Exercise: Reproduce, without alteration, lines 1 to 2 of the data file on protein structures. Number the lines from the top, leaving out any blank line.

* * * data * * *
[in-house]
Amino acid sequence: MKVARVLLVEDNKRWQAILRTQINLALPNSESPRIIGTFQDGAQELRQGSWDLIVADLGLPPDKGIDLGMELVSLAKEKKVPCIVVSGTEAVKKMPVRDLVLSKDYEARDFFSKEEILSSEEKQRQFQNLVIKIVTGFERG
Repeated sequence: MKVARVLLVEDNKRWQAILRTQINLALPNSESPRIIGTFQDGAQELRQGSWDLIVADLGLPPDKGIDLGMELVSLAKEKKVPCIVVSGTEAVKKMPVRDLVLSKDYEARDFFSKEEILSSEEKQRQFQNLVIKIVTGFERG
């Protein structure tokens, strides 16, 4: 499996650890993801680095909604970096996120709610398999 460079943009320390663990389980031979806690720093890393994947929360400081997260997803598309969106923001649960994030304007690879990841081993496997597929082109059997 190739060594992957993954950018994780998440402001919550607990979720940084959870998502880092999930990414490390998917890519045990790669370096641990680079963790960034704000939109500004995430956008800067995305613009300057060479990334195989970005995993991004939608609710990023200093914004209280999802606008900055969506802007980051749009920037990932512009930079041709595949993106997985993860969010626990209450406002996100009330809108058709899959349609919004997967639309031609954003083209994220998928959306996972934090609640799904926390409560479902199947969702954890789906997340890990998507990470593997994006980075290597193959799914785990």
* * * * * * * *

[in-house]
Amino acid sequence: MKVARVLLVEDNKRWQAILRTQINLALPNSESPRIIGTFQDGAQELRQGSWDLIVADLGLPPDKGIDLGMELVSLAKEKKVPCIVVSGTEAVKKMPVRDLVLSKDYEARDFFSKEEILSSEEKQRQFQNLVIKIVTGFERG